If wage rates increase 10% and productivity increases 10%, the labor cost per unit of production increases 0%. Focusing only on wage rates overlooks the impact of rapidly improving industrial productivity in China. I am not suggesting net labor costs have not increased. However, productivity gains have offset a significant portion of wage rate increases. Focusing only on wage rates without understanding the whole story yields a distorted picture.

Wage Rates: Conventional wisdom is that wages have been increasing across China at double-digit annual rates. In cities like Shanghai, Beijing, Guangzhou and Shenzhen, rates have risen faster and in some years at rates of 10% or more. However, nationally the rate increase has been far lower. Just as in the U.S. where wages in cities like New York, Chicago and Los Angeles have made manufacturing in those cities uncompetitive, the same has happened in the major cities of China.

If you moved short distances from these major cities, labor rates are significantly lower and rising at far lower rates. A contributing factor to labor rate increasing at a lower rate away from the large cities is China’s unique Hukou registration system, which controls and limits the pace of labor migration across the country, exerting a major influence on labor availability and costs in various regions.

Some recent reports have erroneously stated that wage increases over the years have “effectively equalized” wage rates between China and the U.S. According to the U.S. Bureau of Labor Statistics, hourly earnings (excluding benefits) for production workers in the U.S ranges from $12.05 per hour for low-skilled Workers to $19.90 per hour for highly skilled machinists. In contrast, a skilled CNC machine operator in Shanghai (the highest cost city in China) earned RMB 6,000 per month. Assuming ~170 work hours in a normal month and an exchange rate of 6.5 RMB per USD, that skilled Chinese CNC machine operator earned $5.42 per hour – 72% less than his American counterpart. Even comparing China’s highest cost labor market – Shanghai – China’s wage rates are far below the averages in the U.S. Not only have wage rates not equalized yet between the two countries, if U.S. wages were to increase only 2% per year and China’s increase at 10% per year, the math is that equalization will not happen until 2032 – and the U.S. wage increase assumption is low and the China increase is very aggressive given actual national average increases.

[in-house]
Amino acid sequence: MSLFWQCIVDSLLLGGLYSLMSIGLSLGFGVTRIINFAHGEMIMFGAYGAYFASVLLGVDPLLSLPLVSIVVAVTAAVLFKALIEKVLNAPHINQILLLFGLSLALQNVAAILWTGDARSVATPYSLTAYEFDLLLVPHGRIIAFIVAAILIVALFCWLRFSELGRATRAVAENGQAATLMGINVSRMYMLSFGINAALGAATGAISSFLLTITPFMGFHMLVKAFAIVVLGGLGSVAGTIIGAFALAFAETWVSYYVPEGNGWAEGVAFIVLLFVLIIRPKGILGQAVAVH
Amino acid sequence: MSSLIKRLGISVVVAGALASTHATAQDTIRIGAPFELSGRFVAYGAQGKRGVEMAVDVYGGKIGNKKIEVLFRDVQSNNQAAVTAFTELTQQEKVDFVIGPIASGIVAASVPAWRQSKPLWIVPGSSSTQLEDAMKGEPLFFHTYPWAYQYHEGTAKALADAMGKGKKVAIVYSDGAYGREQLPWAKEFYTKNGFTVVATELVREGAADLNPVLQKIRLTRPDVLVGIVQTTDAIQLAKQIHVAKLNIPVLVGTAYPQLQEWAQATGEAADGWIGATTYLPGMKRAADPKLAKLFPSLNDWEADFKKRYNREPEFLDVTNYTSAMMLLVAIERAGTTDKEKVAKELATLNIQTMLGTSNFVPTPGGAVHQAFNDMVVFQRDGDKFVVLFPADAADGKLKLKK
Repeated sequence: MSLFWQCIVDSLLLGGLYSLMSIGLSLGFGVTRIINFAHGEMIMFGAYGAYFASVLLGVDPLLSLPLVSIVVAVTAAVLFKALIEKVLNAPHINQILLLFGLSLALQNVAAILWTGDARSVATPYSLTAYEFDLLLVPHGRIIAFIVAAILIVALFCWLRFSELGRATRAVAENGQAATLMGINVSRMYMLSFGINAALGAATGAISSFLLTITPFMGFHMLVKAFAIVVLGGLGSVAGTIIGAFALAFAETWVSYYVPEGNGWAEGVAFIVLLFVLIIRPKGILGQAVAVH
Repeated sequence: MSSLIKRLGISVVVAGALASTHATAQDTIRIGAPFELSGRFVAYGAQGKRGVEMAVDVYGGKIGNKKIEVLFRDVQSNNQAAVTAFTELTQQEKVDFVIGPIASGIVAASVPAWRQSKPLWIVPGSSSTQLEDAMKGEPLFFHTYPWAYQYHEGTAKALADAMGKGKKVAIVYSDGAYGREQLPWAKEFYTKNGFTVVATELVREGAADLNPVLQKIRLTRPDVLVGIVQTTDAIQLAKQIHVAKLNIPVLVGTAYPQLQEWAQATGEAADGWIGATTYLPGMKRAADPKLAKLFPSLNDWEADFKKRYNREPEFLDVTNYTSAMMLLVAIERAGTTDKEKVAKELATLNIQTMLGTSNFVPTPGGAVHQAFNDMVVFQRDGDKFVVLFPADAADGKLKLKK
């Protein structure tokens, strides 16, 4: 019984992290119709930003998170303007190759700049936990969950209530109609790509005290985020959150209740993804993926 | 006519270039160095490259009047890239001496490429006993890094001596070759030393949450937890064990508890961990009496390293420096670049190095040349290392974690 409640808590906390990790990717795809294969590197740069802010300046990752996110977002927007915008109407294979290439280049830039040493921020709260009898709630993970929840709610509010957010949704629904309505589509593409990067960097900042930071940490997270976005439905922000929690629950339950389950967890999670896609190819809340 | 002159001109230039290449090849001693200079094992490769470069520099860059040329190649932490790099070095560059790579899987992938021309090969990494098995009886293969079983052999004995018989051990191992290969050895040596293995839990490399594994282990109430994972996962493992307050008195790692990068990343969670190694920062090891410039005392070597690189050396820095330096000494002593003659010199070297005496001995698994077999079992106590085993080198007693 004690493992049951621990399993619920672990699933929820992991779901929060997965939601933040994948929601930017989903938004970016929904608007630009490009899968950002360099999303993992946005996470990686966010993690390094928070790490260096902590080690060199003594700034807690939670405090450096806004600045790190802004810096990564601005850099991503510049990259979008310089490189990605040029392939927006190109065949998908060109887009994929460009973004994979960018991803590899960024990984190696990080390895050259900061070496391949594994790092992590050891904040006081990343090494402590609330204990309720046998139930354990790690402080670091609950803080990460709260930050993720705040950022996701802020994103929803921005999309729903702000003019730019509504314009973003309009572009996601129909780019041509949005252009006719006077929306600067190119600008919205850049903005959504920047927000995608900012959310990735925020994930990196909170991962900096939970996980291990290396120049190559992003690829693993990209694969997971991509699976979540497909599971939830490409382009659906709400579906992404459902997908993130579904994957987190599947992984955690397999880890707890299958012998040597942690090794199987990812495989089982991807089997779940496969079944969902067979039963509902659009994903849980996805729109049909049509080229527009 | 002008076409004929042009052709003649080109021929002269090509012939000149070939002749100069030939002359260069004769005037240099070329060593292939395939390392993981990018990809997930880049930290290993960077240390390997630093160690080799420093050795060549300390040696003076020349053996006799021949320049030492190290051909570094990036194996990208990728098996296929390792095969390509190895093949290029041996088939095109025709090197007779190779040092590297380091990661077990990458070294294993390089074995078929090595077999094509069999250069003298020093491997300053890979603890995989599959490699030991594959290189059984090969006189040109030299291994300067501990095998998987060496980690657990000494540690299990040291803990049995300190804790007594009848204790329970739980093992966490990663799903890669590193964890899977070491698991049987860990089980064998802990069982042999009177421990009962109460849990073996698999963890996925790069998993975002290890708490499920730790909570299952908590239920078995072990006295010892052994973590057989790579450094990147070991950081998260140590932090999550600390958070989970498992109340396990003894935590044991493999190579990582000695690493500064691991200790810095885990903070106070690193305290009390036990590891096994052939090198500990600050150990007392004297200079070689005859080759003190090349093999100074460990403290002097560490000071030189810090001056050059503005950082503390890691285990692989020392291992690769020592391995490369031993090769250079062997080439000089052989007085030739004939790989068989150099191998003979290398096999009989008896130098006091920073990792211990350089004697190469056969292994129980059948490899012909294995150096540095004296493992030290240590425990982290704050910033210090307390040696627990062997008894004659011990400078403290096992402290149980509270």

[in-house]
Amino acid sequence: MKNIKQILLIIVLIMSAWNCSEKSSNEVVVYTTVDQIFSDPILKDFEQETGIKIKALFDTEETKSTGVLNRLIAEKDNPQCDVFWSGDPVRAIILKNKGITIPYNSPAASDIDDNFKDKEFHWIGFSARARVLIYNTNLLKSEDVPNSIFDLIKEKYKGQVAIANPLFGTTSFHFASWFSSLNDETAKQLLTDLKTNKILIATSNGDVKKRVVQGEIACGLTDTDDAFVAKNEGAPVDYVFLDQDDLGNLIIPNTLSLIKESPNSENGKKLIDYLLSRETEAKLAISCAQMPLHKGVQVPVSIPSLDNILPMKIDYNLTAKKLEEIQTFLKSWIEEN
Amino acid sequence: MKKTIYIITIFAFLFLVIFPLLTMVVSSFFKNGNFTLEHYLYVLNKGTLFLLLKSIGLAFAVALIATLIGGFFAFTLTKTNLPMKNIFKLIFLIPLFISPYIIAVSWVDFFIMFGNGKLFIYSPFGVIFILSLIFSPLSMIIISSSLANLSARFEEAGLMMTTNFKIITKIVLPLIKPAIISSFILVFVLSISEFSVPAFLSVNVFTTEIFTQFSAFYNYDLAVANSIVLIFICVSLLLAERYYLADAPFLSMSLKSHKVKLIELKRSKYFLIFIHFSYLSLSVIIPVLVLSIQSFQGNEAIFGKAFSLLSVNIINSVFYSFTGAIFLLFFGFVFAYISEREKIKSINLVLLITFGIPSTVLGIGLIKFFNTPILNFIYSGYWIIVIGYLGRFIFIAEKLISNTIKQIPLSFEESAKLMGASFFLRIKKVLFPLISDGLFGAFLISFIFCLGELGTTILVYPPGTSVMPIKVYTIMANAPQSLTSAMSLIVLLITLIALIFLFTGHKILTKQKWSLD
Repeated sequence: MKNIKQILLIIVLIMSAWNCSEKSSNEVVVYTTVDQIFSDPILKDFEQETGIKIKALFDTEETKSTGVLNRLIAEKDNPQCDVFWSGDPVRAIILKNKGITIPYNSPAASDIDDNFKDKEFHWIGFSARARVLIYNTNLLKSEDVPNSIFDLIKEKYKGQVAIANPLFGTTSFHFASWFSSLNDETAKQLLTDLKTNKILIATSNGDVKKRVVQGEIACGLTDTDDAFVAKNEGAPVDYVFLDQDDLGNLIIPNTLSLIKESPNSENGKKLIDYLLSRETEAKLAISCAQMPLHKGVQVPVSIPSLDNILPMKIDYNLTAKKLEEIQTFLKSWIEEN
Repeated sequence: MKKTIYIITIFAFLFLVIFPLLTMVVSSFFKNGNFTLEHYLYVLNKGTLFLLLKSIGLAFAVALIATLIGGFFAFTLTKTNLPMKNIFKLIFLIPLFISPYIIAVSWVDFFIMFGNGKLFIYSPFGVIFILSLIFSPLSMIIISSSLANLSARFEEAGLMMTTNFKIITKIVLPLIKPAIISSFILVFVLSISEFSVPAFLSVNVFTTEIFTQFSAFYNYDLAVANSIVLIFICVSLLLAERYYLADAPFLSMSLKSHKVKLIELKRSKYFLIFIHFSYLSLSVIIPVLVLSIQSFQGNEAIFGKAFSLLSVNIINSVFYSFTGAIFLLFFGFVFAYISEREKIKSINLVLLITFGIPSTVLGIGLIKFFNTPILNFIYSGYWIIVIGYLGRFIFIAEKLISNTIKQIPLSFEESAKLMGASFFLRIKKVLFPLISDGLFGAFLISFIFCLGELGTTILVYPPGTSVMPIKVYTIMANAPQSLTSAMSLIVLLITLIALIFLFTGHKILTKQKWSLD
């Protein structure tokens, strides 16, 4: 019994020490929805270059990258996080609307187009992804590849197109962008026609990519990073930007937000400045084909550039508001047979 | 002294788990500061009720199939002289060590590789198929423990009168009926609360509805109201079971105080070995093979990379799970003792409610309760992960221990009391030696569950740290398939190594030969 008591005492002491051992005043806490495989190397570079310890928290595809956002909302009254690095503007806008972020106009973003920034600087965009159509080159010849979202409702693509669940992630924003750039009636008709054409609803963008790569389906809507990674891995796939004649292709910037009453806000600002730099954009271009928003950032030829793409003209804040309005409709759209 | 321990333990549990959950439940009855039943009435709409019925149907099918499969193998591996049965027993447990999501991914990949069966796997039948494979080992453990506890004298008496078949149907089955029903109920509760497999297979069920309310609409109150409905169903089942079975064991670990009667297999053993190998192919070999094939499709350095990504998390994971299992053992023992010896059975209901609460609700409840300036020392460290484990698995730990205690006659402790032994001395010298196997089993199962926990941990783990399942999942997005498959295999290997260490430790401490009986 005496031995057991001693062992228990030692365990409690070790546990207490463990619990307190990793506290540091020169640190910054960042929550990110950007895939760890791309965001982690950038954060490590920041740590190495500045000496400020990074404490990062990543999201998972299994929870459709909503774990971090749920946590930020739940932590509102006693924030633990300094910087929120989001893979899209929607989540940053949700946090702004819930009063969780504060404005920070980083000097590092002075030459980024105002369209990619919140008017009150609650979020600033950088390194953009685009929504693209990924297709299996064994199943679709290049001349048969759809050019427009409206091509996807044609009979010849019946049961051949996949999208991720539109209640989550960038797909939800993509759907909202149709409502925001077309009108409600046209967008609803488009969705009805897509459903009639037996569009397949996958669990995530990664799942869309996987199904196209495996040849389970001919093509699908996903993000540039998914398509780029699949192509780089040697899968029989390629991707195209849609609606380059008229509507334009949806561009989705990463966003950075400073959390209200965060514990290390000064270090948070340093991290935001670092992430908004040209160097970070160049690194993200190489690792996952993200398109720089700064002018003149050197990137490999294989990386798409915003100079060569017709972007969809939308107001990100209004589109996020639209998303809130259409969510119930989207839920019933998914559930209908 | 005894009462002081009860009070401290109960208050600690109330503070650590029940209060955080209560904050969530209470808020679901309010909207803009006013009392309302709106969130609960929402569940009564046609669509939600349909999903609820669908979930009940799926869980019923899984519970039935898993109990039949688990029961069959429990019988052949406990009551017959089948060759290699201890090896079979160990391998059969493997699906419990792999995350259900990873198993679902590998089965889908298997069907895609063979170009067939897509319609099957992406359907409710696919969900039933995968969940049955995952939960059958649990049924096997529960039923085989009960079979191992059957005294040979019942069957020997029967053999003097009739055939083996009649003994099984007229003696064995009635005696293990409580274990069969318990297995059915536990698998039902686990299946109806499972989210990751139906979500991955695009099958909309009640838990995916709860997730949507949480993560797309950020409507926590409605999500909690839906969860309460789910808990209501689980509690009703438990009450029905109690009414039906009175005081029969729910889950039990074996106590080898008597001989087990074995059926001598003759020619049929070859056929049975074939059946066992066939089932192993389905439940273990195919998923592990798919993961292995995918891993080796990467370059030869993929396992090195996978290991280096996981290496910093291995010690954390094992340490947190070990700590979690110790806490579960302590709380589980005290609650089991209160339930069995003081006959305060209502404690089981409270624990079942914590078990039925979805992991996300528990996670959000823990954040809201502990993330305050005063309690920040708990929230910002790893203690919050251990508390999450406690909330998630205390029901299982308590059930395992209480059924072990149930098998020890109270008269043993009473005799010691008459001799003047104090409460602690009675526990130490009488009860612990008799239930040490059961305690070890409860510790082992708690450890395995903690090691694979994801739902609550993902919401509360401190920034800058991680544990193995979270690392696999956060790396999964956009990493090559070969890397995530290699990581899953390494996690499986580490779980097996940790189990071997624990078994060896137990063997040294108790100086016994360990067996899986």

Commodity Prices: From 2005 through 2014, the world experienced significant – almost constantly upward – volatility in commodity prices. This was not a China issue; it was a global issue impacting manufacturers everywhere. The material cost impact was essentially a level playing field and price increases attributed to material costs were felt fairly uniformly and had minimal (if any) effect on the relative competitive position of China manufacturing versus other countries.

Current “Truths” and Future Expected Trends of China Manufacturing Costs.

While “convenient” to oversimplify the issue and reach a hasty conclusion that China is becoming less competitive as a manufacturing platform, close analysis of the actual situation paints a different picture of China’s current competitiveness and the future prospects:

China is by far the world’s largest exporter of manufactured goods and its exports continue to grow – underscoring its continued relative competitive position;
Currency valuation has been a major factor over the last decade. Since January 2005, suppliers had to increase USD prices by 16.3%, just to receive the same RMB revenue;
Since January 2014, the currency effect has reversed with the weakening of the RMB and it can be expected that currency valuation will be a less significant factor on prices of manufactured products in the future as the RMB appears to have reached its approximate free market value;
While wage rates will continue to increase, these increases will be much lower away from the four major traditional industrial cities of Shanghai, Beijing, Guangzhou and Shenzhen and will rise at significantly lower rates;
The Hukou system will reinforce the labor cost and availability between the four major industrial cities and second tier rapidly developing cities – many of them inland; and
Labor productivity is rising fast in China, offsetting much of the labor rate increases.

Considering all factors influencing labor markets in China, the balanced conclusion is that China will remain a highly competitive manufacturing environment for the indefinite future. Regional cost and labor market differences will shift manufacturing advantages to various regions away from the four major cities of Shanghai, Beijing, Guangzhou and Shenzhen.

If we only consider the manufacturing influences of the local demand economy, the positive outlook is almost assured. Today there are ~400 million Chinese living in families with the purchasing power equivalent income of $50K USD. While China is a large market with a middle class larger than the entire population of the United States, there remains ~1 billion people who have not yet progressed to this level. The horizon for local demand growth underscores the prospects for high local manufacturing growth well into the next decade and probably beyond for a country that contains 20% of the world’s population.